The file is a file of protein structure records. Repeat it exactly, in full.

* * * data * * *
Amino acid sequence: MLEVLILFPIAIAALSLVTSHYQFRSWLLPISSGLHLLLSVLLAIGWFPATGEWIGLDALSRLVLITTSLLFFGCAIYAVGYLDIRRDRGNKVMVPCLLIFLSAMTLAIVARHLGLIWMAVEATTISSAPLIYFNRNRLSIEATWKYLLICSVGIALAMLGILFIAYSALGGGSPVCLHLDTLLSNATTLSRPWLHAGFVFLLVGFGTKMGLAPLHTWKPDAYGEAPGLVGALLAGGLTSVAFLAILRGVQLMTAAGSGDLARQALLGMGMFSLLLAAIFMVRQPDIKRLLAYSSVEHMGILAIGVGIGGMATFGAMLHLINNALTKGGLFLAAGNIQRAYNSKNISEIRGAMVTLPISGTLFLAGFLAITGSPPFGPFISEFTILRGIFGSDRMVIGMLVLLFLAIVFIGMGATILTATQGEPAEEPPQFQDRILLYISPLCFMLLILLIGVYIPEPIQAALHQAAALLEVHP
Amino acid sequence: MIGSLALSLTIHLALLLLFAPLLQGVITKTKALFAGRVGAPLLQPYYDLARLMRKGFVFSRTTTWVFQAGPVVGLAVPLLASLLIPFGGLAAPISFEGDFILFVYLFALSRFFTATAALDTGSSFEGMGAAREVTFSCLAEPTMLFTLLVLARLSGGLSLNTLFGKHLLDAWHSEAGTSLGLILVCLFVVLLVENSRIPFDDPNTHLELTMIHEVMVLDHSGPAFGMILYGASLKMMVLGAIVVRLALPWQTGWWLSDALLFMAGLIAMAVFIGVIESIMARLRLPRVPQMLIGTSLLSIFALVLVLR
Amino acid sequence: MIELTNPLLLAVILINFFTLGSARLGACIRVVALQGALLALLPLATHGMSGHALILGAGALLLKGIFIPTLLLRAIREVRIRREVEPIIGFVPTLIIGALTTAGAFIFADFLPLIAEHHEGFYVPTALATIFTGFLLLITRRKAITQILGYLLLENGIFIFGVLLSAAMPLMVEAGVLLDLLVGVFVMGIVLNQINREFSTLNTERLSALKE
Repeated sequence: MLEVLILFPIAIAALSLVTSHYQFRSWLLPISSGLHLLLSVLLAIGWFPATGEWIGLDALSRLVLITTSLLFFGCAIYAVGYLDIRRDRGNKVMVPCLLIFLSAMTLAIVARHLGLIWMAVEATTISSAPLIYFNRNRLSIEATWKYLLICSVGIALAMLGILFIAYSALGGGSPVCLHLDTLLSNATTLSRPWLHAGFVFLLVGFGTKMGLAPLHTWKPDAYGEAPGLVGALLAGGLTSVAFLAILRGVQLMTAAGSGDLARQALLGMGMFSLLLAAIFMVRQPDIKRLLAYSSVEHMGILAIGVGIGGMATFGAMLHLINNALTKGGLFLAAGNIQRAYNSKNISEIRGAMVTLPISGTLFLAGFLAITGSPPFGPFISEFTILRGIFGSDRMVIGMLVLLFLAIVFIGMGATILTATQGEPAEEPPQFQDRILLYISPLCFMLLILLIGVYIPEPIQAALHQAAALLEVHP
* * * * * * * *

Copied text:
Amino acid sequence: MLEVLILFPIAIAALSLVTSHYQFRSWLLPISSGLHLLLSVLLAIGWFPATGEWIGLDALSRLVLITTSLLFFGCAIYAVGYLDIRRDRGNKVMVPCLLIFLSAMTLAIVARHLGLIWMAVEATTISSAPLIYFNRNRLSIEATWKYLLICSVGIALAMLGILFIAYSALGGGSPVCLHLDTLLSNATTLSRPWLHAGFVFLLVGFGTKMGLAPLHTWKPDAYGEAPGLVGALLAGGLTSVAFLAILRGVQLMTAAGSGDLARQALLGMGMFSLLLAAIFMVRQPDIKRLLAYSSVEHMGILAIGVGIGGMATFGAMLHLINNALTKGGLFLAAGNIQRAYNSKNISEIRGAMVTLPISGTLFLAGFLAITGSPPFGPFISEFTILRGIFGSDRMVIGMLVLLFLAIVFIGMGATILTATQGEPAEEPPQFQDRILLYISPLCFMLLILLIGVYIPEPIQAALHQAAALLEVHP
Amino acid sequence: MIGSLALSLTIHLALLLLFAPLLQGVITKTKALFAGRVGAPLLQPYYDLARLMRKGFVFSRTTTWVFQAGPVVGLAVPLLASLLIPFGGLAAPISFEGDFILFVYLFALSRFFTATAALDTGSSFEGMGAAREVTFSCLAEPTMLFTLLVLARLSGGLSLNTLFGKHLLDAWHSEAGTSLGLILVCLFVVLLVENSRIPFDDPNTHLELTMIHEVMVLDHSGPAFGMILYGASLKMMVLGAIVVRLALPWQTGWWLSDALLFMAGLIAMAVFIGVIESIMARLRLPRVPQMLIGTSLLSIFALVLVLR
Amino acid sequence: MIELTNPLLLAVILINFFTLGSARLGACIRVVALQGALLALLPLATHGMSGHALILGAGALLLKGIFIPTLLLRAIREVRIRREVEPIIGFVPTLIIGALTTAGAFIFADFLPLIAEHHEGFYVPTALATIFTGFLLLITRRKAITQILGYLLLENGIFIFGVLLSAAMPLMVEAGVLLDLLVGVFVMGIVLNQINREFSTLNTERLSALKE
Repeated sequence: MLEVLILFPIAIAALSLVTSHYQFRSWLLPISSGLHLLLSVLLAIGWFPATGEWIGLDALSRLVLITTSLLFFGCAIYAVGYLDIRRDRGNKVMVPCLLIFLSAMTLAIVARHLGLIWMAVEATTISSAPLIYFNRNRLSIEATWKYLLICSVGIALAMLGILFIAYSALGGGSPVCLHLDTLLSNATTLSRPWLHAGFVFLLVGFGTKMGLAPLHTWKPDAYGEAPGLVGALLAGGLTSVAFLAILRGVQLMTAAGSGDLARQALLGMGMFSLLLAAIFMVRQPDIKRLLAYSSVEHMGILAIGVGIGGMATFGAMLHLINNALTKGGLFLAAGNIQRAYNSKNISEIRGAMVTLPISGTLFLAGFLAITGSPPFGPFISEFTILRGIFGSDRMVIGMLVLLFLAIVFIGMGATILTATQGEPAEEPPQFQDRILLYISPLCFMLLILLIGVYIPEPIQAALHQAAALLEVHP